Strengthening Engineering Ecosystems in Sub-Saharan Africa
Our Blueprint Travel Grant program supports employees making service-based trips around the world in partnership with charitable organizations. As they return from their journeys, we’re following their stories through the #AECOMBlueprint blog series.
As a recipient of AECOM’s Blueprint Travel Grant, last September I was able to support Safe Water Network, a non-governmental organization working in Ghana to provide safe, reliable water to previously under-served communities.
This water sanitation project differs from a typical water installation project because we used a sustainable market-based approach for operating clean water stations. By investing in the next generation of engineers and scientists in Ghana, Safe Water Network helps provide opportunities to work on real-life problems facing industry partners. I was personally invested in and inspired by this project because it allowed me to help support the future of Ghana, my birth country.
I attended a four-day workshop organized by the Kwame Nkrumah University of Science and Technology and Safe Water Network in Kumasi, Ghana, aimed at guiding engineering students in their applied research projects. The workshop aimed to ensure that their projects remain relevant to industry challenges, teach them necessary skills for a smooth transition into the workforce and improve gender equality in STEM education. Students worked in groups to solve real-life technological problems faced by Safe Water Network and other industrial partners by researching practical solutions to the problems. In addition to Safe Water Network, organizations including Engineers Without Borders USA, Feminist Data and Research Canada also participated in the project.
During the workshop, I connected with students to help them refine their research projects and provided them with training on effective project management and engineering skills.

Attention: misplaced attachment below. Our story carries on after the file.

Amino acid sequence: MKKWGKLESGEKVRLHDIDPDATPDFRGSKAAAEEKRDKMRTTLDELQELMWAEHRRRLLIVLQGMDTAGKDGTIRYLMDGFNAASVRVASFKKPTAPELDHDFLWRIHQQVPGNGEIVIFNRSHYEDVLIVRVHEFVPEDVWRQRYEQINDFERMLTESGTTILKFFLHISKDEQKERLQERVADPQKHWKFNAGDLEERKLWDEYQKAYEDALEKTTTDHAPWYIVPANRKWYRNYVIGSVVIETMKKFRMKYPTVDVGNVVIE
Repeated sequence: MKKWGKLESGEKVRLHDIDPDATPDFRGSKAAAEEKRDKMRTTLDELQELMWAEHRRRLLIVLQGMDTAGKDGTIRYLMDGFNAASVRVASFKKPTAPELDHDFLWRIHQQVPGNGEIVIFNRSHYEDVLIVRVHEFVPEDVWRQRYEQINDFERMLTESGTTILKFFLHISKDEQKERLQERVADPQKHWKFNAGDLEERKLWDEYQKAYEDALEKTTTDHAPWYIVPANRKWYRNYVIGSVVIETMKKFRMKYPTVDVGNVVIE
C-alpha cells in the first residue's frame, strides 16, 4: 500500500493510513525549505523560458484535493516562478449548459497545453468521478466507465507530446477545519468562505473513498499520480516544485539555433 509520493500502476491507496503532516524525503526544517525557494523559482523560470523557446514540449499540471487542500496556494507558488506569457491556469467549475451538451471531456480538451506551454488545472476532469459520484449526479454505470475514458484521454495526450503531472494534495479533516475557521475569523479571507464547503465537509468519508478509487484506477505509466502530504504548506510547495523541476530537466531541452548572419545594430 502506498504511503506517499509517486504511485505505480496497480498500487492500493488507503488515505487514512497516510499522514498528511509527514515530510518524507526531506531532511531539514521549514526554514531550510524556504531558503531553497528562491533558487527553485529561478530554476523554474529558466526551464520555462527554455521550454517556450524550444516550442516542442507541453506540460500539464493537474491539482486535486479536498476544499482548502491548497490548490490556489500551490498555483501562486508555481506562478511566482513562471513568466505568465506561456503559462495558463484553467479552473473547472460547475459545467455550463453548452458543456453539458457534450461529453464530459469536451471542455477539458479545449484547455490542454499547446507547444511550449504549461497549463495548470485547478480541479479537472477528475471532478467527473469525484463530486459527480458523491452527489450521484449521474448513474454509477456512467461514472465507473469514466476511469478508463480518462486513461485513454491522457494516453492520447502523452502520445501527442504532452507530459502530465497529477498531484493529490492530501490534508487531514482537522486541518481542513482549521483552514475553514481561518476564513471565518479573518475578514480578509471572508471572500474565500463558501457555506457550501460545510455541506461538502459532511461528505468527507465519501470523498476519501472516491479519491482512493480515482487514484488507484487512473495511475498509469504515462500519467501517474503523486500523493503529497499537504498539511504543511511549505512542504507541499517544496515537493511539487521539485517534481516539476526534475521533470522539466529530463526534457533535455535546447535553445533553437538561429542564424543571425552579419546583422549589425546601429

These student projects were completed in collaboration with Safe Water Network and will have an impact on the country’s water infrastructure:
- Water monitoring and control:
This project proposes a system for monitoring the water level in water tanks and automatically regulating the water level at home or in establishments that have two or three tanks. In this project, we created a Wireless Sensor Network (WSN) using ZigBee and Global System for Mobile (GSM) communication modules.
- Smart Level Monitor (SLeM) – Remote liquid level monitoring in water and septic tanks with remote pump control ability:
The students designed and developed a Smart Level Monitor (SLeM) to regularly monitor the level of liquid in water and septic tanks and remotely report level and pump status, where applicable, while providing detailed statistics and remote pump switching control ability.
- Multi-sensor system for remote water quality monitoring
This project proposes a system that makes use of multiple sensors to monitor, remotely, the quality of water at targeted areas in Ghana. The target market for this project includes the Ghana Water Company Limited (GWCL), water monitoring companies and fish pond operators.
- Aqua-Tento – Real-time assay of water bodies for contaminants:
The primary aim of this project is to identify quality parameters and contaminants that can be easily measured. The system will send data to the responsible agencies, Ghana Water Company Limited (GWCL) and the Ghana Environmental Protection Agency (EPA), to aid in improving the quality of water supplied.
- Leakage detection in water pipe systems:
This solution provides infrastructure for the real-time monitoring of water pipes within the distribution network of any water distribution company. Currently site inspections are periodically carried out to determine the conditions of the pipes in the distribution network and also check for leaks. If a leak happens after an inspection, it is mostly undetected until the next inspection cycle.
My experience volunteering with Safe Water Network was especially rewarding given the challenges the world is facing right now. My trip not only reminds me that it is vital that we use our time and resources to help those in need, but it is also important that we work together to make the world a better place.